Attorney General Ashley Moody is asking Congress to pass legislation to better protect federal judges.
Joined by a bipartisan coalition of 50 attorneys general, on Monday, Moody sent a letter to members of Congress urging support of federal legislation aimed at protecting the safety of federal judges and immediate family members.
Addressed to leaders of both the U.S. House and Senate Judiciary Committees, the letter supports the passage of the Daniel Anderl Judicial Security and Privacy Act (DAJSP Act) or similar legislation. The bill would protect the confidentiality of personal identifying information of members of the federal judiciary in public records and limit the distribution of that information online and by data brokers.
The letter calls the passage of such legislation an “urgent matter”—in light of attacks and increasing threats against members of the federal judiciary—and notes that the legislation has bipartisan support in both houses of Congress.
“As a former judge, and the daughter of a sitting federal judge, I know firsthand the risks and sacrifices judges make to uphold their oaths and enforce the rule of law. It is infuriating and heartbreaking that these public servants and their families are being targeted because they volunteer to serve in these important roles,” Moody said.
The DAJSP Act is named for 20-year-old Daniel Anderl, the late son of Judge Esther Salas of the U.S. District Court for the District of New Jersey. Daniel was killed on July 19, when an attorney who appeared in a case before Judge Salas—a man described in today’s letter as deranged—appeared at her home and shot both Daniel and Judge Salas’ husband. The judge’s husband sustained critical injuries but survived the attack.
The joint letter to Congress recalls that four federal judges have been murdered since 1979, including District Judge John Wood, District Judge Richard Daronco, Circuit Judge Robert Vance and District Judge John Roll. In addition, two family members of District Judge Joan Lefkow were killed in a targeted attack at her home in 2005.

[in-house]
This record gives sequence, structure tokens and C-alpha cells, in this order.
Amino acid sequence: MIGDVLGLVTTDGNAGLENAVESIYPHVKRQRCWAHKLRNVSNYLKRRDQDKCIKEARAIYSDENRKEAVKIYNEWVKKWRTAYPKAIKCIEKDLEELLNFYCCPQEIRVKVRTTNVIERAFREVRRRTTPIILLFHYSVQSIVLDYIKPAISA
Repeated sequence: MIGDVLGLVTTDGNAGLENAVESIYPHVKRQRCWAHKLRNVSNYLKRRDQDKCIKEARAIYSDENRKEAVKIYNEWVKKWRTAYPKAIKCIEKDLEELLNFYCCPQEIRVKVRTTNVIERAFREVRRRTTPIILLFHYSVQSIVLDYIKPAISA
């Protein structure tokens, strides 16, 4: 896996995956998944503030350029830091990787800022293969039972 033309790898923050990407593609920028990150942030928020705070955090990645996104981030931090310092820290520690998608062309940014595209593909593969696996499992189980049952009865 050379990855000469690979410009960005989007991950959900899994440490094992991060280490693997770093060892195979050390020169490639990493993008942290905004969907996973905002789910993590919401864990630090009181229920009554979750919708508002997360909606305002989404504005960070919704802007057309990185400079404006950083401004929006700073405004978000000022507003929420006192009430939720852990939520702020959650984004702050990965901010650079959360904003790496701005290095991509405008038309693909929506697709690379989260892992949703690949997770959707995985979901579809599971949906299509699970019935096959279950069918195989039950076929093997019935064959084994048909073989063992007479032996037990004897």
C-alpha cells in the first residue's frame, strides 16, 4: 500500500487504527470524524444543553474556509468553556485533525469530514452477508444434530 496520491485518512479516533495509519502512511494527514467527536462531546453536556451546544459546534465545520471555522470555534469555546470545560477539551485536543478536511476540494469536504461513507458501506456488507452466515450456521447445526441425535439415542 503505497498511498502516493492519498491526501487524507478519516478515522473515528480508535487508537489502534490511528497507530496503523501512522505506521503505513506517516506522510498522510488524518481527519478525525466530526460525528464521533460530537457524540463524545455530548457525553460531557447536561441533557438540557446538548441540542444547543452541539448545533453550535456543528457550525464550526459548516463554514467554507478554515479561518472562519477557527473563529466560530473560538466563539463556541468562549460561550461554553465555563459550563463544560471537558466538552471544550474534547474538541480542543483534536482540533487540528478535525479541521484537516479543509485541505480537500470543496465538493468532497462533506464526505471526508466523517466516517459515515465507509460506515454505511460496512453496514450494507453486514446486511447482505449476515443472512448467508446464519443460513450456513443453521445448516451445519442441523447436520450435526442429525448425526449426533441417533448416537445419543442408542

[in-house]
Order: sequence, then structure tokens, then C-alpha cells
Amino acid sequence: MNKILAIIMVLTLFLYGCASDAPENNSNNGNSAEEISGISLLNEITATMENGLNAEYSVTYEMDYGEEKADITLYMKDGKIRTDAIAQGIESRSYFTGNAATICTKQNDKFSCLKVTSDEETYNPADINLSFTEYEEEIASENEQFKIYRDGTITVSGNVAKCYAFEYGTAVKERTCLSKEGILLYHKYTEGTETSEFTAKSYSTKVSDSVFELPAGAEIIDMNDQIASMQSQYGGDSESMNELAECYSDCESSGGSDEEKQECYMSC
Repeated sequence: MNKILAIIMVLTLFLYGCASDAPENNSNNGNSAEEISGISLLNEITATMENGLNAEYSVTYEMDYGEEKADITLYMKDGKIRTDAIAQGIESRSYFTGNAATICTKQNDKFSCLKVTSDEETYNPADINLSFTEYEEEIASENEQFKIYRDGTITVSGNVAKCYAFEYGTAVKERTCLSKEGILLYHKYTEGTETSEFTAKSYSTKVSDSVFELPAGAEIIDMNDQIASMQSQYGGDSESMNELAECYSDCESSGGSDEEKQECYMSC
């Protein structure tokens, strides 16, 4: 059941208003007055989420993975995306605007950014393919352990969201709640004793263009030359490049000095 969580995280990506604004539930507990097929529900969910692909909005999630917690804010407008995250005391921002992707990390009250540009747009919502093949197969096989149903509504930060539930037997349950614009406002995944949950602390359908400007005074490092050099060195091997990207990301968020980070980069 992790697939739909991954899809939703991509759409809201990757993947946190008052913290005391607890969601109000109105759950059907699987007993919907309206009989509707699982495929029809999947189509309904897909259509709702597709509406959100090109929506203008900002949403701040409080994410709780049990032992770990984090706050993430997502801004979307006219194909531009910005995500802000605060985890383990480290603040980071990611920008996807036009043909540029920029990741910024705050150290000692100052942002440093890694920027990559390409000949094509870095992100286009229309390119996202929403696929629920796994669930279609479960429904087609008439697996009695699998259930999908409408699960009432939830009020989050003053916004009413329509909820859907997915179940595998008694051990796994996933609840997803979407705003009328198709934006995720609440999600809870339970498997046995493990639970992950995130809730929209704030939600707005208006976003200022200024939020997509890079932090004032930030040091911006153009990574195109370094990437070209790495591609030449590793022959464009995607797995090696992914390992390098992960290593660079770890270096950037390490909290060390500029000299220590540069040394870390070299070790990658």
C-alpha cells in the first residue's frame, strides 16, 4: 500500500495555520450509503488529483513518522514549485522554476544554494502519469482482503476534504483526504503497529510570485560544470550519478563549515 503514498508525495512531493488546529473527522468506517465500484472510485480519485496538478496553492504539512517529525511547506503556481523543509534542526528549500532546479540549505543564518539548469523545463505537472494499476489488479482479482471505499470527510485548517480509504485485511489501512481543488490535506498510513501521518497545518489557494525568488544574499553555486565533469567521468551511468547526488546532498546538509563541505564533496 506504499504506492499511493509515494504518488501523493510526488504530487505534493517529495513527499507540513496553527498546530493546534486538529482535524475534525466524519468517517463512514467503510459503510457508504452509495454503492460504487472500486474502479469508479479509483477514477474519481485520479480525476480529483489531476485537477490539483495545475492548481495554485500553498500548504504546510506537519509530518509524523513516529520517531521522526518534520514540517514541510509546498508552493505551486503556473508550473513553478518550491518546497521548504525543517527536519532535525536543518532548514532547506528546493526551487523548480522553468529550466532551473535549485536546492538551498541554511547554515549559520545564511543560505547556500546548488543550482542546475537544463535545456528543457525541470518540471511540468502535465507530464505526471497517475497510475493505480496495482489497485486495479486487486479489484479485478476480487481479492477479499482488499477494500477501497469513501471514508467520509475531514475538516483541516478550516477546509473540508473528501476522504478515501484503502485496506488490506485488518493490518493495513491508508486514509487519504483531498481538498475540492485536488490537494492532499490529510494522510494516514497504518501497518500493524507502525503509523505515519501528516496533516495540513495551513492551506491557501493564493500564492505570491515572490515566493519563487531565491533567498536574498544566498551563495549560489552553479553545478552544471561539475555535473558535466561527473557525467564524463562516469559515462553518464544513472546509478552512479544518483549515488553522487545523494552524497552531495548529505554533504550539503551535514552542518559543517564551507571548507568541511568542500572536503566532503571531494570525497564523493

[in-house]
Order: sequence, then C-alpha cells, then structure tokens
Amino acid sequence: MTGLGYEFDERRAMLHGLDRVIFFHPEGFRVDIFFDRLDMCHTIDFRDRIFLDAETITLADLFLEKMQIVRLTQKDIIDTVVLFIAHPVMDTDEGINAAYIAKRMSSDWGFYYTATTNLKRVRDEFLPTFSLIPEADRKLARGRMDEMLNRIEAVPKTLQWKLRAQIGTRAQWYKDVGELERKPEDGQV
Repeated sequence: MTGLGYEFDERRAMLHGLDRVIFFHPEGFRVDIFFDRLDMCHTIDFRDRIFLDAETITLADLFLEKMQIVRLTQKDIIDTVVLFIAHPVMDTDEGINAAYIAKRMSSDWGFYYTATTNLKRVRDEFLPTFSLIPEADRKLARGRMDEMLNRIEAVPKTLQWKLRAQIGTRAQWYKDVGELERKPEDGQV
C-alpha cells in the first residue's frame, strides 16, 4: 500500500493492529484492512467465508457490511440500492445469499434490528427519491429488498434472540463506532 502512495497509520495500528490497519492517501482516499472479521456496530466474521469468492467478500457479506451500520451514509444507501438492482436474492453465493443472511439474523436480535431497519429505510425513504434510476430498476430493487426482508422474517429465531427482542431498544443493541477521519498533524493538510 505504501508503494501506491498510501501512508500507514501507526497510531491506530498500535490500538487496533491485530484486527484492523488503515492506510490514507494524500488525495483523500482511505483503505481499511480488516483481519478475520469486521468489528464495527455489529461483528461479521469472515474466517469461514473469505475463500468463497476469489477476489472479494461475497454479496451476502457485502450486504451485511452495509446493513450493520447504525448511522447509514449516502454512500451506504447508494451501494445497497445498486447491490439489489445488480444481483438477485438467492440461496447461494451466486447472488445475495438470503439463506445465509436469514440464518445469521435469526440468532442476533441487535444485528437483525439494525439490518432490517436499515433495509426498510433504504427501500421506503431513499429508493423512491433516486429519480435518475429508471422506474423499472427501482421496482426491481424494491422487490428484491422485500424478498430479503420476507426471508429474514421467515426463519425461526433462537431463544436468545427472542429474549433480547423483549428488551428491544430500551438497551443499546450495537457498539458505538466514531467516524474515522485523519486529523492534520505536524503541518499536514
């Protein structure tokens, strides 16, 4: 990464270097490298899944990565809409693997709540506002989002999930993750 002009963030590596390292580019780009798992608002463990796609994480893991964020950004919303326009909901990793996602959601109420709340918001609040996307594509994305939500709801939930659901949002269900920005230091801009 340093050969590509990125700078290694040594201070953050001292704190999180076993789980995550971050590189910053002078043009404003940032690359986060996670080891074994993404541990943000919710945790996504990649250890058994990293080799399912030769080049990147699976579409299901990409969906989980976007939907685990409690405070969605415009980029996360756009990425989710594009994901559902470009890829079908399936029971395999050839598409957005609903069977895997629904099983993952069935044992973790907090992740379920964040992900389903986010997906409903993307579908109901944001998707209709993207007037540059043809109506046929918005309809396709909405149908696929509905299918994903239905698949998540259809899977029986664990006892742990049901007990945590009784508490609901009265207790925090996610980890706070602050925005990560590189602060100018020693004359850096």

The letter notes that incidents, inappropriate communications and threats against federal judges and others protected by the U.S. Marshals Service have been steadily climbing in recent years—as evidenced by a spike in such incidents from 2,357 in 2016 to 4,449 in 2019.
Introduced in the Senate on Sept. 24, and in the House on Oct. 13, the DAJSP Act would, among other initiatives:
- Protect judges and their families by requiring federal agencies to maintain the confidentiality of the personally identifiable information of judges and their family members upon request;
- Authorize funding for state and local governments to adopt similar measures;
- Prohibit data brokers from selling, licensing, trading, purchasing or otherwise providing, or making available for consideration, judges’ personally identifiable information; and
- Create an enforceable mechanism for judges and immediate family members to secure the removal of their personally identifiable information from the internet.
In light of the tragic death of Daniel Anderl and the escalating danger to federal judges and family members, the attorneys general express full support for the legislation named in Daniel’s memory and notes that the Judicial Conference of the United States and the American Bar Association, among others, support such legislation.
The letter concludes by noting that, while New Jersey and other states have enacted similar judicial protection laws on a state level, only federal legislation has the ability to protect federal judges and immediate family members wherever they reside and ensure uniform enforcement nationwide.
The threat judges face hit home in Florida in 2013, when a convicted felon sought revenge on U.S. District Judge for the Middle District of Florida Timothy J. Corrigan. The gunman fired a single shot at the judge missing him by less than two inches.
Moody is joined in supporting the legislation by a bipartisan coalition of attorneys general from Alabama, Alaska, American Samoa, Arizona, California, Colorado, Connecticut, Delaware, the District of Columbia, Georgia, Guam, Hawaii, Idaho, Illinois, Indiana, Iowa, Kansas, Kentucky, Louisiana, Maine, Maryland, Massachusetts, Michigan, Minnesota, Mississippi, Montana, Nebraska, Nevada, New Hampshire, New Mexico, New York, North Carolina, North Dakota, the Northern Mariana Islands, Ohio, Oklahoma, Oregon, Pennsylvania, Puerto Rico, Rhode Island, South Carolina, South Dakota, Tennessee, Texas, Utah, Vermont, Virginia, Wisconsin and Wyoming.
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